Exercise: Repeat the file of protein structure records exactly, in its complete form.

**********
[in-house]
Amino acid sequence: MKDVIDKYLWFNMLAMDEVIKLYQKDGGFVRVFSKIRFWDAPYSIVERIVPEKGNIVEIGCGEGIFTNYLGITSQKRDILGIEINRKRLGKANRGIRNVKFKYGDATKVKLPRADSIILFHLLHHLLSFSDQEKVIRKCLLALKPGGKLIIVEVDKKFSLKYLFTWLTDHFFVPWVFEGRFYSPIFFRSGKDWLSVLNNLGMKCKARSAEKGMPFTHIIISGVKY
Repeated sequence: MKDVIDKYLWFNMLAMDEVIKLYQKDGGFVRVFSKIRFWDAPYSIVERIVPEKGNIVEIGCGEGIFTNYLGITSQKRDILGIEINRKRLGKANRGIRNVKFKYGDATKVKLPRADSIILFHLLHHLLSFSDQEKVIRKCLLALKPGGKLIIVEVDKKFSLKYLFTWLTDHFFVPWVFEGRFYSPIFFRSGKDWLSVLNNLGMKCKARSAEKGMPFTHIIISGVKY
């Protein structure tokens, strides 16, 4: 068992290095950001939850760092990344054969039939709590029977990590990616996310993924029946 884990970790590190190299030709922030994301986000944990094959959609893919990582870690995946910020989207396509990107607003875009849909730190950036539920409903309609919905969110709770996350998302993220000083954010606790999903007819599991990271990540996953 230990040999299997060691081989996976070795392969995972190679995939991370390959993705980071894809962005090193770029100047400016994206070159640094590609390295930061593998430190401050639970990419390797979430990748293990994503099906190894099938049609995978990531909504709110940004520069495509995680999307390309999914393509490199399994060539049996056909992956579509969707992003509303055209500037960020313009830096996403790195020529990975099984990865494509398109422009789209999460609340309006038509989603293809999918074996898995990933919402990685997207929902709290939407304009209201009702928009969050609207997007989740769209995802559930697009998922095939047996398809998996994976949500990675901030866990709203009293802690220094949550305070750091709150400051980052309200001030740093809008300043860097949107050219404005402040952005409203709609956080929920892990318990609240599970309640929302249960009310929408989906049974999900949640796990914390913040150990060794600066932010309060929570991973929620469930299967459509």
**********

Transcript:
[in-house]
Amino acid sequence: MKDVIDKYLWFNMLAMDEVIKLYQKDGGFVRVFSKIRFWDAPYSIVERIVPEKGNIVEIGCGEGIFTNYLGITSQKRDILGIEINRKRLGKANRGIRNVKFKYGDATKVKLPRADSIILFHLLHHLLSFSDQEKVIRKCLLALKPGGKLIIVEVDKKFSLKYLFTWLTDHFFVPWVFEGRFYSPIFFRSGKDWLSVLNNLGMKCKARSAEKGMPFTHIIISGVKY
Repeated sequence: MKDVIDKYLWFNMLAMDEVIKLYQKDGGFVRVFSKIRFWDAPYSIVERIVPEKGNIVEIGCGEGIFTNYLGITSQKRDILGIEINRKRLGKANRGIRNVKFKYGDATKVKLPRADSIILFHLLHHLLSFSDQEKVIRKCLLALKPGGKLIIVEVDKKFSLKYLFTWLTDHFFVPWVFEGRFYSPIFFRSGKDWLSVLNNLGMKCKARSAEKGMPFTHIIISGVKY
């Protein structure tokens, strides 16, 4: 068992290095950001939850760092990344054969039939709590029977990590990616996310993924029946 884990970790590190190299030709922030994301986000944990094959959609893919990582870690995946910020989207396509990107607003875009849909730190950036539920409903309609919905969110709770996350998302993220000083954010606790999903007819599991990271990540996953 230990040999299997060691081989996976070795392969995972190679995939991370390959993705980071894809962005090193770029100047400016994206070159640094590609390295930061593998430190401050639970990419390797979430990748293990994503099906190894099938049609995978990531909504709110940004520069495509995680999307390309999914393509490199399994060539049996056909992956579509969707992003509303055209500037960020313009830096996403790195020529990975099984990865494509398109422009789209999460609340309006038509989603293809999918074996898995990933919402990685997207929902709290939407304009209201009702928009969050609207997007989740769209995802559930697009998922095939047996398809998996994976949500990675901030866990709203009293802690220094949550305070750091709150400051980052309200001030740093809008300043860097949107050219404005402040952005409203709609956080929920892990318990609240599970309640929302249960009310929408989906049974999900949640796990914390913040150990060794600066932010309060929570991973929620469930299967459509």